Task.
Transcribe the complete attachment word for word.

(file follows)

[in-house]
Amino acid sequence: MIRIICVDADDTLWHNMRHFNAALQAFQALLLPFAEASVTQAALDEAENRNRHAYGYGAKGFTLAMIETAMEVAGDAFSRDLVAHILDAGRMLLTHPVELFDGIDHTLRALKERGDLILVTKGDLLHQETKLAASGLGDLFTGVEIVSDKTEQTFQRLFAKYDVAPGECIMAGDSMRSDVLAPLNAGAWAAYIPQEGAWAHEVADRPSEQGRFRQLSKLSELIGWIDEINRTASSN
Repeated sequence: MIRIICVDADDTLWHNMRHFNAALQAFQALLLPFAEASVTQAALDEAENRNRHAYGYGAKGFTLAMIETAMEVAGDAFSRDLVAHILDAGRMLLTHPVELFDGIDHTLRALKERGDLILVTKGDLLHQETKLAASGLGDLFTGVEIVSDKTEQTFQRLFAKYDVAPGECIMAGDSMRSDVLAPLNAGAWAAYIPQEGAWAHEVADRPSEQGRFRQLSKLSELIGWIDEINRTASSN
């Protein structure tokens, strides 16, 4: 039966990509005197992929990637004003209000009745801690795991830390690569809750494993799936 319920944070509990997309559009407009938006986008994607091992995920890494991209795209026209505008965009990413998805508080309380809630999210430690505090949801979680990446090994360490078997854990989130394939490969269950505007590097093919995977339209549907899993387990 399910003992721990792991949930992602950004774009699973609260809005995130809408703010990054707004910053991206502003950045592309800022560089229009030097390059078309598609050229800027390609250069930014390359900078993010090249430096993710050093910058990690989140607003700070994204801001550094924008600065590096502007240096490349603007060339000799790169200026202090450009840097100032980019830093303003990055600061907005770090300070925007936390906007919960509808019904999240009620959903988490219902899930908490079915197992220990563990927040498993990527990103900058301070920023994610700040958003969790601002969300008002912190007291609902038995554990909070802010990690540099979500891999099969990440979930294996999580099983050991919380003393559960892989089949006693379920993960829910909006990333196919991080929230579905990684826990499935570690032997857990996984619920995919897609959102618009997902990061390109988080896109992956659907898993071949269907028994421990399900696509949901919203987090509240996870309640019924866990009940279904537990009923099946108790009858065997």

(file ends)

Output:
[in-house]
Amino acid sequence: MIRIICVDADDTLWHNMRHFNAALQAFQALLLPFAEASVTQAALDEAENRNRHAYGYGAKGFTLAMIETAMEVAGDAFSRDLVAHILDAGRMLLTHPVELFDGIDHTLRALKERGDLILVTKGDLLHQETKLAASGLGDLFTGVEIVSDKTEQTFQRLFAKYDVAPGECIMAGDSMRSDVLAPLNAGAWAAYIPQEGAWAHEVADRPSEQGRFRQLSKLSELIGWIDEINRTASSN
Repeated sequence: MIRIICVDADDTLWHNMRHFNAALQAFQALLLPFAEASVTQAALDEAENRNRHAYGYGAKGFTLAMIETAMEVAGDAFSRDLVAHILDAGRMLLTHPVELFDGIDHTLRALKERGDLILVTKGDLLHQETKLAASGLGDLFTGVEIVSDKTEQTFQRLFAKYDVAPGECIMAGDSMRSDVLAPLNAGAWAAYIPQEGAWAHEVADRPSEQGRFRQLSKLSELIGWIDEINRTASSN
């Protein structure tokens, strides 16, 4: 039966990509005197992929990637004003209000009745801690795991830390690569809750494993799936 319920944070509990997309559009407009938006986008994607091992995920890494991209795209026209505008965009990413998805508080309380809630999210430690505090949801979680990446090994360490078997854990989130394939490969269950505007590097093919995977339209549907899993387990 399910003992721990792991949930992602950004774009699973609260809005995130809408703010990054707004910053991206502003950045592309800022560089229009030097390059078309598609050229800027390609250069930014390359900078993010090249430096993710050093910058990690989140607003700070994204801001550094924008600065590096502007240096490349603007060339000799790169200026202090450009840097100032980019830093303003990055600061907005770090300070925007936390906007919960509808019904999240009620959903988490219902899930908490079915197992220990563990927040498993990527990103900058301070920023994610700040958003969790601002969300008002912190007291609902038995554990909070802010990690540099979500891999099969990440979930294996999580099983050991919380003393559960892989089949006693379920993960829910909006990333196919991080929230579905990684826990499935570690032997857990996984619920995919897609959102618009997902990061390109988080896109992956659907898993071949269907028994421990399900696509949901919203987090509240996870309640019924866990009940279904537990009923099946108790009858065997």